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Appreciation event held for community activist

 

Horace Simmons was honored at an appreciation ceremony.

Some call him “Rico.” Younger people refer to him as “Pops.” Whatever anyone calls him, this 70-year-old man goes by Horace Simmons. Many gathered at the Power of faith Deliverance Center on Toya Road Saturday to show their appreciation for his service and dedication to our community.At the appreciation event’s start, community member Brenda Shider said, “As we all know, Mr. Simmons does things his own way.” She noted that, in 1997, he started the Community Action Line Against Violence “as a vision from the Lord.” As president, he would regularly meet with both adults and youths every Saturday at The Rock of Ages Church on Hampton Street. “Mr. Simmons is a force to be reckoned with,” Shider said. “He sees a problem and works it out. For someone who is retired, I’ve never known him not to be doing something for someone, from young people to the elderly.” Shider said she came to know Simmons, saw that he was a very honest and caring individual, and then decided she wanted to work with him on the Action Line team.

Walterboro Mayor Bill Young said, “Mr. Simmons is highly deserving of our appreciation. He can be persistent and can even push us at times, but I think that’s a good thing. Mr. Simmons is very involved in our community.” Young noted that, at Simmons’ urging, a lot has been accomplished within his neighborhood. The old Coastal Fruit Company building, which had gone unused for years, has been raised and the land cleared. Several old fuel storage tanks have also been removed from the neighborhood. Young noted that one million dollars has been invested in the neighborhood. “I look forward to keep working with Mr. Simmons,” Young said

Andy Strickland, who is running as a Democrat in the upcoming Colleton County Sheriff’s Office Race, said he showed up at the wrong church for the appreciation event. He said another church in the area was hosting a get-together, and he parked, walked up to someone, and asked ‘Where’s Horace.’ The man he asked told him he was at the wrong church.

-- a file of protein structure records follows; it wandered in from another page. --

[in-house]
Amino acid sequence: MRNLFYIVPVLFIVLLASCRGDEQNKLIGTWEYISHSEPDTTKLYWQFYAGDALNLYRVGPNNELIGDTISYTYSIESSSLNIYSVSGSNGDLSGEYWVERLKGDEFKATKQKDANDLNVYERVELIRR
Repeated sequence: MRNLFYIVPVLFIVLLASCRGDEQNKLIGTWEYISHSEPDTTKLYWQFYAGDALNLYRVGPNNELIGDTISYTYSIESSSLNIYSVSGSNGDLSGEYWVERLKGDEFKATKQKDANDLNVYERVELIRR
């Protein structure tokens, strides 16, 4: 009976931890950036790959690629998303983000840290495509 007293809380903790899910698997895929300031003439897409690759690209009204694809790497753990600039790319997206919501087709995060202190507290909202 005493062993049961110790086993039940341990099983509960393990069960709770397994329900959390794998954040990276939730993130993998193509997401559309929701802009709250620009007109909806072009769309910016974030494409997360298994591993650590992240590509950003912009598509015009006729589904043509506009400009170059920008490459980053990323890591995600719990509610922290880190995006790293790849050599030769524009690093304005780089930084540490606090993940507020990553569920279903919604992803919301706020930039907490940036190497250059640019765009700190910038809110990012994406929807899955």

Strickland said that, since he has gotten to know Simmons, he had found that he is a good man. “He is down to earth and is very positive. He holds his ground, has a lot of integrity, and is willing to take a stand for Colleton County.” Strickland noted that Simmons has over 900 children that he calls his own. “It is because of people like him that I am standing here today.”

Colleton County Councilman Phillip Taylor said he has been working with Simmons within the community since the 1990’s. “I first met him on Gerideau Street, and he would invite me to various functions.” Taylor added Simmons is always giving of himself, and is a man who stands by his convictions. “It seems that we have always been friends, and I am very grateful to Mr. Simmons. He helps all over, and I call him boss man.”

It was also noted that Simmons received letters of appreciation from former State Senator Peden McLeod, Judge Ashley Amundson, and State Representative Wendell Gilliard. The letters commended Simmons for his efforts to achieve community improvement.

Towards the end of the event, Simmons was presented with a new wooden rocking chair. Simmons, who is noted for taking in his neighborhood from the porch of his residence, beamed as he saw his new chair.

During the ceremony, community service awards were given to children Anne Mathis Thomas, Perry Mitchell Junior, and Janei Mitchell. Plaques were also presented to the Colleton Women for Change, a group that raised money for book-bags, school uniforms, and school supplies; City Trends of North Charleston for donating over $20,000 worth of clothing for those in need; and to Calvin Bryant, who directs fundraising efforts for Community Action Line Against Violence without the aid of state or federal funding.